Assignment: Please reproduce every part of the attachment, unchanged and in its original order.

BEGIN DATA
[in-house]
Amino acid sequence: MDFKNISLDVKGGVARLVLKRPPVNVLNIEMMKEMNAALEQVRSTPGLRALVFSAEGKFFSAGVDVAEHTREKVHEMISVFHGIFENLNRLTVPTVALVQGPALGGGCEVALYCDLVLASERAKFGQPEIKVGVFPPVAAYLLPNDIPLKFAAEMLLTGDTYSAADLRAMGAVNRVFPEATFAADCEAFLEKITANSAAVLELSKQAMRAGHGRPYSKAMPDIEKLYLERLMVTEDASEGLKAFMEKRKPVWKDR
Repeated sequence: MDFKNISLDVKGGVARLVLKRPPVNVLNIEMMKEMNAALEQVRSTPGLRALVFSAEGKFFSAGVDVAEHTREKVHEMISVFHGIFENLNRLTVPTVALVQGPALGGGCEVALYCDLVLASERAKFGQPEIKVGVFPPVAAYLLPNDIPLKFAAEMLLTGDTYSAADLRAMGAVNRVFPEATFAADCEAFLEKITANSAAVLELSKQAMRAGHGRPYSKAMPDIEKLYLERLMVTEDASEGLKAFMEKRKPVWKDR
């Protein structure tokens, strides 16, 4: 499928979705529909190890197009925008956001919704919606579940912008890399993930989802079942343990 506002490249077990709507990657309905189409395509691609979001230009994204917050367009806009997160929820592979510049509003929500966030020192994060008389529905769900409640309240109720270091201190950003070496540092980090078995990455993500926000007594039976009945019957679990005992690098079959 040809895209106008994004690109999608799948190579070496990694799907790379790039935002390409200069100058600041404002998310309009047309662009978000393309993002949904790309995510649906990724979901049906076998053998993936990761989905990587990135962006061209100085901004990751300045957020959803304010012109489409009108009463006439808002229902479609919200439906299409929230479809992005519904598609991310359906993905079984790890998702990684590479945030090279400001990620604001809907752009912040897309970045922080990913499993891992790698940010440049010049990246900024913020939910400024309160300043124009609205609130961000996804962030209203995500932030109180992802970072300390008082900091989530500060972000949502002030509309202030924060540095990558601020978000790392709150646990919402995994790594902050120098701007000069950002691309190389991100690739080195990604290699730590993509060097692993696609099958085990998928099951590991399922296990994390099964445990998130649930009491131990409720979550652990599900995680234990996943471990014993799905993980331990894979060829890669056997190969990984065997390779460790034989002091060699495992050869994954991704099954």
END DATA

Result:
[in-house]
Amino acid sequence: MDFKNISLDVKGGVARLVLKRPPVNVLNIEMMKEMNAALEQVRSTPGLRALVFSAEGKFFSAGVDVAEHTREKVHEMISVFHGIFENLNRLTVPTVALVQGPALGGGCEVALYCDLVLASERAKFGQPEIKVGVFPPVAAYLLPNDIPLKFAAEMLLTGDTYSAADLRAMGAVNRVFPEATFAADCEAFLEKITANSAAVLELSKQAMRAGHGRPYSKAMPDIEKLYLERLMVTEDASEGLKAFMEKRKPVWKDR
Repeated sequence: MDFKNISLDVKGGVARLVLKRPPVNVLNIEMMKEMNAALEQVRSTPGLRALVFSAEGKFFSAGVDVAEHTREKVHEMISVFHGIFENLNRLTVPTVALVQGPALGGGCEVALYCDLVLASERAKFGQPEIKVGVFPPVAAYLLPNDIPLKFAAEMLLTGDTYSAADLRAMGAVNRVFPEATFAADCEAFLEKITANSAAVLELSKQAMRAGHGRPYSKAMPDIEKLYLERLMVTEDASEGLKAFMEKRKPVWKDR
């Protein structure tokens, strides 16, 4: 499928979705529909190890197009925008956001919704919606579940912008890399993930989802079942343990 506002490249077990709507990657309905189409395509691609979001230009994204917050367009806009997160929820592979510049509003929500966030020192994060008389529905769900409640309240109720270091201190950003070496540092980090078995990455993500926000007594039976009945019957679990005992690098079959 040809895209106008994004690109999608799948190579070496990694799907790379790039935002390409200069100058600041404002998310309009047309662009978000393309993002949904790309995510649906990724979901049906076998053998993936990761989905990587990135962006061209100085901004990751300045957020959803304010012109489409009108009463006439808002229902479609919200439906299409929230479809992005519904598609991310359906993905079984790890998702990684590479945030090279400001990620604001809907752009912040897309970045922080990913499993891992790698940010440049010049990246900024913020939910400024309160300043124009609205609130961000996804962030209203995500932030109180992802970072300390008082900091989530500060972000949502002030509309202030924060540095990558601020978000790392709150646990919402995994790594902050120098701007000069950002691309190389991100690739080195990604290699730590993509060097692993696609099958085990998928099951590991399922296990994390099964445990998130649930009491131990409720979550652990599900995680234990996943471990014993799905993980331990894979060829890669056997190969990984065997390779460790034989002091060699495992050869994954991704099954």